Kathryn's Blog

Books for Computer Illiterates

I’ve been writing about how great computers and the Internet are for older folks.  I’d just love to get everyone wired up!  Unfortunately, getting wired does not mean that the individual can actually USE the contraption.  Often, my over-50 clients know enough about cyberspace to check me out online and fire off an email, but not much else.  Once they start Internet dating, the wires can get humming pretty fast, and a lack of skills can make an anxiety-provoking (and exciting) process enough to make you want to tear your hair out.

So I’ve been looking for books that might help.  Here’s the three I currently have come up with:

“The Senior’s Guide to Easy Computing” by Rebecca Sharp Colmer
“Absolute Beginner’s Guide to Computer Basics” by Michael Miller
“The Senior’s Guide to PC Basics” published by Gateway

“The Senior’s Guide to Easy Computing” is basic, very basic.  It’s all in a question and answer format, one to a page.  You can look up terms in the index and find related answers.  The answers are simple and crystal-clear.  But they are not comprehensive—for instance, last night I opened the book while on the phone with a client who did not know how to send an attachment.  I looked up “Attachments” in the index, got one reference, and turned to the page.  The “answer” tells you how to open an attachment, but then goes on for three paragraphs on why you should not open attachments, and then, nothing on how to send one.  Nothing.  And the book has no pictures, which astounds me in a computer book. How can you give good computer lessons—such a visual medium—with no pictures?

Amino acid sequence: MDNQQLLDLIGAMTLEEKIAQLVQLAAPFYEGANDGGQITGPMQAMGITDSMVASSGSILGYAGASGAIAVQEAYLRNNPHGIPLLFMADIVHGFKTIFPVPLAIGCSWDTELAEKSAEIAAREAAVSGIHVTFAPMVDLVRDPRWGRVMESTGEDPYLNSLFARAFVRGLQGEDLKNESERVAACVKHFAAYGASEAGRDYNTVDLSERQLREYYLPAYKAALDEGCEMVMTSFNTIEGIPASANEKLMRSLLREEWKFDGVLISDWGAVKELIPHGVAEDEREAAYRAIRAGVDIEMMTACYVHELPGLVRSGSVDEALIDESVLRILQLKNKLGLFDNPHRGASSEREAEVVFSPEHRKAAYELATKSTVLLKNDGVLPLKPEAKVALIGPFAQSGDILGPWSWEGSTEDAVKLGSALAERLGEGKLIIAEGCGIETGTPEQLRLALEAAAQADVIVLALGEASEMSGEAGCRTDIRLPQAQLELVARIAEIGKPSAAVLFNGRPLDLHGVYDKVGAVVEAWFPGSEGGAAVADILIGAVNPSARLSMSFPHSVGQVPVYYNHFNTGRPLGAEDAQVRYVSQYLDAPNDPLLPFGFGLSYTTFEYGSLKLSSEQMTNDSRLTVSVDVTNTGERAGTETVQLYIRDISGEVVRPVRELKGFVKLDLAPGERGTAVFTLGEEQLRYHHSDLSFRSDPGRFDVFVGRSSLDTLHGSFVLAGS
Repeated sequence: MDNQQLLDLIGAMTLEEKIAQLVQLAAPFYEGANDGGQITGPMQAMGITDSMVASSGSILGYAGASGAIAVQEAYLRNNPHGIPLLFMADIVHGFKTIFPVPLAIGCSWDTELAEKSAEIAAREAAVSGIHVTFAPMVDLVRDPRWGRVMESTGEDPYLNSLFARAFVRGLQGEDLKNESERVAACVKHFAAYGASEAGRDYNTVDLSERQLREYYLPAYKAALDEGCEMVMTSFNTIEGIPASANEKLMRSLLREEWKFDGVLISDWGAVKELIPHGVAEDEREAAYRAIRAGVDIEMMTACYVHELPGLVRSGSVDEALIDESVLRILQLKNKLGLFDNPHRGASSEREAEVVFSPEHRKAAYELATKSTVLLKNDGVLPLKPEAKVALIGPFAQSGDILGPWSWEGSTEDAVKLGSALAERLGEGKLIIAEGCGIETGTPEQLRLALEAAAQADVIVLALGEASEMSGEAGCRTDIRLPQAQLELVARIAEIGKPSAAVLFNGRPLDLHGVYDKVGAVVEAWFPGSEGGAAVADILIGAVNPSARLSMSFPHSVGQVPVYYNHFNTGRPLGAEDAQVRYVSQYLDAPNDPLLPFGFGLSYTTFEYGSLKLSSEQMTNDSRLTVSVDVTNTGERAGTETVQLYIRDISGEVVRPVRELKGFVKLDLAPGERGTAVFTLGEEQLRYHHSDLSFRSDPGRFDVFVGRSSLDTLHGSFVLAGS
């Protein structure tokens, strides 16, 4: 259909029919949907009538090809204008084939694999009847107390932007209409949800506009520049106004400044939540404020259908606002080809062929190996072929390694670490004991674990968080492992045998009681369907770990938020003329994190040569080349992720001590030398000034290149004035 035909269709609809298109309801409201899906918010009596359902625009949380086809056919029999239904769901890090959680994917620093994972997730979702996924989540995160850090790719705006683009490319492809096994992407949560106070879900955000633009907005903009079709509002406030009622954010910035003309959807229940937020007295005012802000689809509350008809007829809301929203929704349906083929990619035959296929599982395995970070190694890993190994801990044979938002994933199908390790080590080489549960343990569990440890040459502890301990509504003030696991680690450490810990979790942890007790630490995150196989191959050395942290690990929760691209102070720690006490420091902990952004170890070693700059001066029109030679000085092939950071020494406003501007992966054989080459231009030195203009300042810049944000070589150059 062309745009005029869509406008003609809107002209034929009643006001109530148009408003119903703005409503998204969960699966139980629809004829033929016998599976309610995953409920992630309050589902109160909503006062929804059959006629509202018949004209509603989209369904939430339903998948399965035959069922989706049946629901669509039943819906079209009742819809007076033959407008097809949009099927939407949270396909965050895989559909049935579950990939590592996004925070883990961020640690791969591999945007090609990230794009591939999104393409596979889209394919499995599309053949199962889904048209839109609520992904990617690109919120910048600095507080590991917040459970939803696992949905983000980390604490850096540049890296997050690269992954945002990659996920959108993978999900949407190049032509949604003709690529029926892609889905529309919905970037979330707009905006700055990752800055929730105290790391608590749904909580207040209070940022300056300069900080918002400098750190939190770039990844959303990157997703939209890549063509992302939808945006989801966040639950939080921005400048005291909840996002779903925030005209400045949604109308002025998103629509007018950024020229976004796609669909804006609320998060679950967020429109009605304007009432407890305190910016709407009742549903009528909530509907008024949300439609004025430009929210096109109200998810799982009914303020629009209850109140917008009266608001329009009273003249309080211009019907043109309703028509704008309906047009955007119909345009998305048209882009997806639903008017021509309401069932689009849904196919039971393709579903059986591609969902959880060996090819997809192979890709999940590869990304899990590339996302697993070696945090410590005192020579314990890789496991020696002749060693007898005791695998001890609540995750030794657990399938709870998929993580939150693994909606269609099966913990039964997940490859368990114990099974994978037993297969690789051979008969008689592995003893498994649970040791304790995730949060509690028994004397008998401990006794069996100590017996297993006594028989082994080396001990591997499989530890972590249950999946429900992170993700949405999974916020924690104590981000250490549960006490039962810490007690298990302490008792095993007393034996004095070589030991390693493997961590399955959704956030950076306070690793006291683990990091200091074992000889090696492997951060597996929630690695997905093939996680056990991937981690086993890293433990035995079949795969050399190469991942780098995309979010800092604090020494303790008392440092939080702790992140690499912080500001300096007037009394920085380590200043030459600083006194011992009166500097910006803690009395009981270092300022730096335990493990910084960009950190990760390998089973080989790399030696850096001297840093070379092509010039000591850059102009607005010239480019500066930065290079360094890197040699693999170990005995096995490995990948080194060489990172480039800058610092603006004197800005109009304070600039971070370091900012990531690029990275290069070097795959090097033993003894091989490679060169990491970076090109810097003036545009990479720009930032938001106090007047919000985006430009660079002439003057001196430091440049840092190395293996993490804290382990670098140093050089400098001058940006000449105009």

“Absolute Beginner’s Guide to Computer Basics” is, from the looks of it, quite complete.  For instance, I looked up “Attachments” here too, and the book gave a short, clear description of how to send a file as an attachment.  The directions do assume the reader knows how to browse and find the wanted file.  So I looked up “browsing” and “finding files” with no luck.  Since the directions for sending attachments were on page 225, I’ll have to trust that the reader would have learned about browsing and file-finding already.  I do prefer a book that you do not have to read from beginning to end to understand one small part.  “Absolute Beginner’s” does have pictures and illustrations of what the author is explaining.  The index is pages and pages long, the longest of these three books.  However, the writing is extensive, detailed, and perhaps too verbose for technophobes.

When I got “The Senior’s Guide to PC Basics,” I was so pleased! Lots and lots of pictures, very colorful, large easy-to-read type, and not too wordy.  It’s published by Gateway, the computer maker, and the first part of the book, about the computer hardware, may or may not be helpful for non-Gateway owners.  The rest however may be just what we are looking for.  Unfortunately,this book does not pass the “Attachments” test—I can’t even find attachments listed in the index. But I do think that this book could teach the adult computer-unschooled user the essentials of getting around the desk top and the Internet.  This book does the job without going on and on.  It’s my current top pick.

I’d like to hear if you have suggestions for the technology naive—any resources online or off that you would recommend?



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